Apple's Unpaid Billions Put Corporate Tax Policy in the Spotlight

 
 
By Michelle Maisto  |  Posted 2013-05-21 Email Print this article Print
 
 
 
 
 
 
 

Apple, which uses legal means to avoid paying billions in U.S. taxes, offered itself as an example of why corporate tax policy should be changed.

Apple, like Hewlett-Packard, Microsoft and other multinational organizations, uses a complicated fiscal system to help it avoid the 35 percent tax rate that the U.S. government charges on money earned abroad and brought home. Apple's system helped it to avoid paying at least an additional $9 billion in federal taxes last year, the Senate Permanent Subcommittee on Investigations said in a report May 20.

The following day, Apple CEO Tim Cook voluntarily testified before the subcommittee and called for a more simplified tax system.

"We pay all the taxes we owe. Every single dollar," said Cook. "We don't depend on tax gimmicks."

In his written testimony, Cook expanded on the gimmicks idea, adding that Apple doesn't have off-shore accounts or keep its money on a Caribbean island or in an account in the Cayman Islands.

The subcommittee, however, was focused on another island—Ireland—where Apple has created five subsidiaries, including Apple Operations International (AOI). Cook said in his submitted written testimony that Apple pays taxes in the jurisdictions where its money is earned—61 percent of Apple revenue came from international operations last year—and that AOI "does not reduce Apple's U.S. tax liability."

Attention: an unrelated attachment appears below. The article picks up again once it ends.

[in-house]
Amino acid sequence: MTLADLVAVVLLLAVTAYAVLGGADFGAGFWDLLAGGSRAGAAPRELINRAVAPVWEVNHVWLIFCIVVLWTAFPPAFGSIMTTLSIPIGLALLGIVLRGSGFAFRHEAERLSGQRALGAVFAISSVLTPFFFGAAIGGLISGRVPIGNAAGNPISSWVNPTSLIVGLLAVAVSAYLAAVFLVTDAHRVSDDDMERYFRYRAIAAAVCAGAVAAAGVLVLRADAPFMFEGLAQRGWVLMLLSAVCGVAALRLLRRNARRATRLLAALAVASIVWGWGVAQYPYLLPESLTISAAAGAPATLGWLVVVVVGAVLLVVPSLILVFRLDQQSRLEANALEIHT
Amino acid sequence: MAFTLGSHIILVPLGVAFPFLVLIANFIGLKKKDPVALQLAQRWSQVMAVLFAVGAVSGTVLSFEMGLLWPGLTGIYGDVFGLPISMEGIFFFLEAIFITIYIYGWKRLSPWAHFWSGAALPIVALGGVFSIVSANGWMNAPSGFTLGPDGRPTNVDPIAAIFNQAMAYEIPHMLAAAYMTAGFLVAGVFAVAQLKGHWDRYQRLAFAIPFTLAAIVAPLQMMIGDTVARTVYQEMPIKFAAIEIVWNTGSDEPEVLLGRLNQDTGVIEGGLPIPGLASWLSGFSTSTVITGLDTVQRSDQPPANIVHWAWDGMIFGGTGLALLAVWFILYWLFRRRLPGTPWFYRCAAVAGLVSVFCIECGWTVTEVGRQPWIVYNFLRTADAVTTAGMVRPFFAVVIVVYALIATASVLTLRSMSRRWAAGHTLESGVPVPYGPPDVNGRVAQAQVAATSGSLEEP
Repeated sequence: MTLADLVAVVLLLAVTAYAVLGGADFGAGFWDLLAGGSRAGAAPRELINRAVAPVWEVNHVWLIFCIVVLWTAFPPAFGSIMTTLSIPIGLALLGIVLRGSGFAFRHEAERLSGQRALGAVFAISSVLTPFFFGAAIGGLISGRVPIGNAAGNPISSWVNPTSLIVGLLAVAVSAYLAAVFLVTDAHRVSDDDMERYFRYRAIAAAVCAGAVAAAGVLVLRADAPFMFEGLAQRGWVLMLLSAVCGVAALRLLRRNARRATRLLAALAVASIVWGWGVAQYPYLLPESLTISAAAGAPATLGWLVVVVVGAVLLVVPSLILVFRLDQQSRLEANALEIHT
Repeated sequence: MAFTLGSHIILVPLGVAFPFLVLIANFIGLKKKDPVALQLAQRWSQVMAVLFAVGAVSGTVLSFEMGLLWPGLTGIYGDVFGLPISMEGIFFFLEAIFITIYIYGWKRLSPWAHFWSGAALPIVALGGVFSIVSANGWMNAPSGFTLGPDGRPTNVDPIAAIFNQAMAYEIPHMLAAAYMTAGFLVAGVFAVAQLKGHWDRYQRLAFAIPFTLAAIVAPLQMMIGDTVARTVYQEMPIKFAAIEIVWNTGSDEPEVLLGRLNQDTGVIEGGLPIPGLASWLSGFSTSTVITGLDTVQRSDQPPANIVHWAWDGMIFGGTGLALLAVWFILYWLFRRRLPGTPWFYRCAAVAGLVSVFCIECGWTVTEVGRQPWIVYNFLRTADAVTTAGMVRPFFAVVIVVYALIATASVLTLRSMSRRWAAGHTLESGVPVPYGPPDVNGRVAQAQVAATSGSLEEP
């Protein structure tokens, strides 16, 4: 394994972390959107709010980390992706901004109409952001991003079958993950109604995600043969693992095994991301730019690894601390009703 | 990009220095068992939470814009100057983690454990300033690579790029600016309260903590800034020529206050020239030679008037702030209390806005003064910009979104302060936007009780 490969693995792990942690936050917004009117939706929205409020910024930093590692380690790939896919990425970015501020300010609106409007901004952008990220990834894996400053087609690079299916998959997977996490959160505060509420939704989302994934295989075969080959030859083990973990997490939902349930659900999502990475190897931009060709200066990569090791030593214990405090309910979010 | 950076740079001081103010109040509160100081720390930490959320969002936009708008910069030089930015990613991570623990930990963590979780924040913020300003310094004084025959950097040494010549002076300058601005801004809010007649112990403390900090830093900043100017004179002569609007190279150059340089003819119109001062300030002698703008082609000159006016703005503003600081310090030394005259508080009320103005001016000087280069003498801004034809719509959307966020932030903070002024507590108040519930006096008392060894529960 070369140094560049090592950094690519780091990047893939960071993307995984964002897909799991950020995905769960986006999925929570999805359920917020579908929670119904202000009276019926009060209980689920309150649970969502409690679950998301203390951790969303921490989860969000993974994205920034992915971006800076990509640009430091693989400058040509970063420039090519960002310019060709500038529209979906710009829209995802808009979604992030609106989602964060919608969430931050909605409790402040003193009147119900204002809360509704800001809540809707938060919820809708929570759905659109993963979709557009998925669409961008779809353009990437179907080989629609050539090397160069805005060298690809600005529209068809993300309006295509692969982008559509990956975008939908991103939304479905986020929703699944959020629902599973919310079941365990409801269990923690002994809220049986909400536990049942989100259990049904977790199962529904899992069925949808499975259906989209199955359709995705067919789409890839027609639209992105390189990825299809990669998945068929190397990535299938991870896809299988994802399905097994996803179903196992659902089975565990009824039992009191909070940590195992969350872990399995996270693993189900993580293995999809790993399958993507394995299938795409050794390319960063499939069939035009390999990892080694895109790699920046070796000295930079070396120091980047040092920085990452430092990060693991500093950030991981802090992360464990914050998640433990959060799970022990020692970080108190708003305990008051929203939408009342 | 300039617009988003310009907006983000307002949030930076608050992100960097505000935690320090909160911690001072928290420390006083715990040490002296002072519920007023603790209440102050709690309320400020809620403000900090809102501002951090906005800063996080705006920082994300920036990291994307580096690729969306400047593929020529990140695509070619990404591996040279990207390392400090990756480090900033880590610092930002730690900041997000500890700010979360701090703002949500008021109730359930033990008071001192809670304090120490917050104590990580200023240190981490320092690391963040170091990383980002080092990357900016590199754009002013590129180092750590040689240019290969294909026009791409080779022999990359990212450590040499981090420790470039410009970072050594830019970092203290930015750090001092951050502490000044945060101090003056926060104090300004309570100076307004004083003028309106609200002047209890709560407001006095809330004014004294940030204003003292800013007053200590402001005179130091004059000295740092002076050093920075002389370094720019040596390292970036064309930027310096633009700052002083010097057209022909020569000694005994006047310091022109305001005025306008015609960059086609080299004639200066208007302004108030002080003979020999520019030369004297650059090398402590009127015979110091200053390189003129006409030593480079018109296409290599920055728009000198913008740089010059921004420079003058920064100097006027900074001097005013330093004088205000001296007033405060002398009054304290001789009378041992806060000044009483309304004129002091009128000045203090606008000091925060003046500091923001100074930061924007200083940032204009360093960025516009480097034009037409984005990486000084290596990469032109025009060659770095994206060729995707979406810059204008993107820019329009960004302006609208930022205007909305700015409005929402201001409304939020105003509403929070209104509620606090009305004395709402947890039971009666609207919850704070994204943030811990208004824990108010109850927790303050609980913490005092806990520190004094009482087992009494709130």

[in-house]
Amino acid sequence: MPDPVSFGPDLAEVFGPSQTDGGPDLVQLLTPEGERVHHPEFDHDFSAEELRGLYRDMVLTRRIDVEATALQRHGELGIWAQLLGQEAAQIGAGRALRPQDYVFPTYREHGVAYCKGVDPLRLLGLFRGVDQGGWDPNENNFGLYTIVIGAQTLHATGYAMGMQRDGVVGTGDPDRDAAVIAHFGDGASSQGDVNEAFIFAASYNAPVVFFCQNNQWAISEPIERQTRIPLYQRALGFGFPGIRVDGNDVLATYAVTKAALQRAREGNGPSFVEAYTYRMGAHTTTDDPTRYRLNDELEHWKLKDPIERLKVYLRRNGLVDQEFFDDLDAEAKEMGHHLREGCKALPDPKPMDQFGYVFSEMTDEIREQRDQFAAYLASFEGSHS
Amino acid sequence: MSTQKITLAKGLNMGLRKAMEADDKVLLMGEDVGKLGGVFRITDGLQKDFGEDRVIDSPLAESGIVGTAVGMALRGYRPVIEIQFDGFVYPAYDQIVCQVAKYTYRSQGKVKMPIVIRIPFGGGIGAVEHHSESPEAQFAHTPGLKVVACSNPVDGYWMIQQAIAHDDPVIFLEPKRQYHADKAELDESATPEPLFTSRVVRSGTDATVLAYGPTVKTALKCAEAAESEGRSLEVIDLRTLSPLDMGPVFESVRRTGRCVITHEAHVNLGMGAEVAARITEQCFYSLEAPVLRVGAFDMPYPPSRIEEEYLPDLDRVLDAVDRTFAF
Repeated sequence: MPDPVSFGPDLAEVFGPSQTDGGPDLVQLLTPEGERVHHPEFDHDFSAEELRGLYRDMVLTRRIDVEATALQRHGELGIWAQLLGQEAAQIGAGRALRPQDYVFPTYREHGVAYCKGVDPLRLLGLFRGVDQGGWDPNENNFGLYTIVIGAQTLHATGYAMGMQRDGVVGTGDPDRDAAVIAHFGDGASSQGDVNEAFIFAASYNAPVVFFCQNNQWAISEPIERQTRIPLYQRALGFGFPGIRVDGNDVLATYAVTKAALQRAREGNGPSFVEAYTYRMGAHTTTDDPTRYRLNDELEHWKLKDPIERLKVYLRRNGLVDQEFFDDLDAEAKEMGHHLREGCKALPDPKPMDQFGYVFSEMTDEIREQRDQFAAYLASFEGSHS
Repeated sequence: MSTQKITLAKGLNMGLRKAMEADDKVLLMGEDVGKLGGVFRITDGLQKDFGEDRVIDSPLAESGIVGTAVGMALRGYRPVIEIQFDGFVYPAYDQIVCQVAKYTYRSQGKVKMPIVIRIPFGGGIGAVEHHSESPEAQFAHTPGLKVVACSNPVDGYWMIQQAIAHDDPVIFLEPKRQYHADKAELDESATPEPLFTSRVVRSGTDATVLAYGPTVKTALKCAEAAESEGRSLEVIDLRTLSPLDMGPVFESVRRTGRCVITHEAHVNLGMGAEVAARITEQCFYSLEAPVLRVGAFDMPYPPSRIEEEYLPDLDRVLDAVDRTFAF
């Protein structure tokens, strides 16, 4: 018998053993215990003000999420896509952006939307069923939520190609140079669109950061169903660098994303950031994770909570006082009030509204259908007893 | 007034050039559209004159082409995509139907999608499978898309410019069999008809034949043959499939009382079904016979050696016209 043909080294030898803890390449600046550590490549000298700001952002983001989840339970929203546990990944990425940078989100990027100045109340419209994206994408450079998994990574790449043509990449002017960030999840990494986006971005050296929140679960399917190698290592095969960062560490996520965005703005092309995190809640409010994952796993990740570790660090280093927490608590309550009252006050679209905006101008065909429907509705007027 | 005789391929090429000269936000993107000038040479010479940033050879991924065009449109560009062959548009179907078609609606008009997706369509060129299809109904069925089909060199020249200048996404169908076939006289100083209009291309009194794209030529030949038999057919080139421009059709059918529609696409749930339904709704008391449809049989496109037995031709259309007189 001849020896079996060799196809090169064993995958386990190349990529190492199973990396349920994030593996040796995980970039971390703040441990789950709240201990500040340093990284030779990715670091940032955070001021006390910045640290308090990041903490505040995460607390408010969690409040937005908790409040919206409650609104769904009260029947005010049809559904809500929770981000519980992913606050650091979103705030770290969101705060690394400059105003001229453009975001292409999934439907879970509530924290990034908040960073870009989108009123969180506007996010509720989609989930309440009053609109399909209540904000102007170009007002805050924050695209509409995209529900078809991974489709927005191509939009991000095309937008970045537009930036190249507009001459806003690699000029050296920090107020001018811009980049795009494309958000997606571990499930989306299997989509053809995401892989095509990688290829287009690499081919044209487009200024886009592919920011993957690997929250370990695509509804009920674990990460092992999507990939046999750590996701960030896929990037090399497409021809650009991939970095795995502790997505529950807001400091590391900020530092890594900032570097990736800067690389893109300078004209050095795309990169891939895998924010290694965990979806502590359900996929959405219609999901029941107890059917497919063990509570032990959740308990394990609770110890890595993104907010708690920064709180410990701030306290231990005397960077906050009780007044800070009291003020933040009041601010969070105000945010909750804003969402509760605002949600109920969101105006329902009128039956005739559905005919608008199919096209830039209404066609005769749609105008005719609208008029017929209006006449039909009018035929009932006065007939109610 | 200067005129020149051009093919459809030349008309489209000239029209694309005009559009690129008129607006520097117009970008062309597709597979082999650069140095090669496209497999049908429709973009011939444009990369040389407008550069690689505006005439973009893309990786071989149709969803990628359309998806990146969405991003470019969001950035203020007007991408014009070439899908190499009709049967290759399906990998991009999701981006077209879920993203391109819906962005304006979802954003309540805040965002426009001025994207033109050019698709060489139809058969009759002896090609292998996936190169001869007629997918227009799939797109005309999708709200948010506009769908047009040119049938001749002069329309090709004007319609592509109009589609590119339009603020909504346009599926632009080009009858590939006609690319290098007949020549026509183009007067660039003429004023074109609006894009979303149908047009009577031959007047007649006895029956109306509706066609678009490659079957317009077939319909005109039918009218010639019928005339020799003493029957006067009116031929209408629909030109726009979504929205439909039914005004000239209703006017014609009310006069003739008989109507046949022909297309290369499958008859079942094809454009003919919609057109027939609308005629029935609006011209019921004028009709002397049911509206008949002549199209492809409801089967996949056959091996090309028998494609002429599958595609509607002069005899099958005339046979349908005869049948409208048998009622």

AOI, which is incorporated in Ireland, keeps its bank accounts in the United States and holds its board meetings in California, The New York Times reported May 20.

"It would be very expensive to bring that cash back to the United States," Cook said during the hearing, according to a partial transcript published by MacRumors. "Unfortunately, the tax code has not kept up with the digital age. We are handicapped in relation to our foreign competitors who do not have such constraints on the free movement of capital."

Sen. John McCain (R-Ariz.), asked Cook whether he didn't think it was unfair to smaller companies in the United States that Apple doesn't bear the same tax burden it would if its money were all at home.

"Apple is earning these profits outside the U.S. By law and regulation, these are not taxable in the U.S. AOI invests that money overseas and then the interest from those investments is taxed in the U.S.," Cook said. "I see this as a very complex topic and I'm glad we're having the discussion. Honestly, I don't see it as being unfair. I am not an unfair person. That's not who we are as a company or who I am as an individual."

Apple has asked for changes to the tax laws.

"We recommend a dramatic simplification of the corporate tax code," Cook said. "We made this recommendation with our eyes wide open, fully recognizing that this would likely result in an increase in Apple's U.S. taxes. We strongly believe that such reform would be fair to all taxpayers and would keep the U.S. competitive."

Sen. Carl Levin, (D-Mich.), who in a statement ahead of Cook's testimony had said that Apple "sought the Holy Grail of tax avoidance," suggested to Cook that while Apple's practices may be legal, they're not right.

"You made a decision to shift economic value overseas and the result is that most of your profits are not taxed," Levin said. "You're an American company. You're proud of it. We're proud of it. The result of these arrangements is that most of your profit is now in Ireland in these companies that don't exist. Of course we have to change this system. But to change it, we have to understand what is going on, and what it going on is a huge loss of revenue to the United States. ... We cannot continue a system where a company ... as phenomenally successful as yours can make a decision ... as to where the profits will flow."



 
 
 
 
 
 
 
 
 
 
 
 
 

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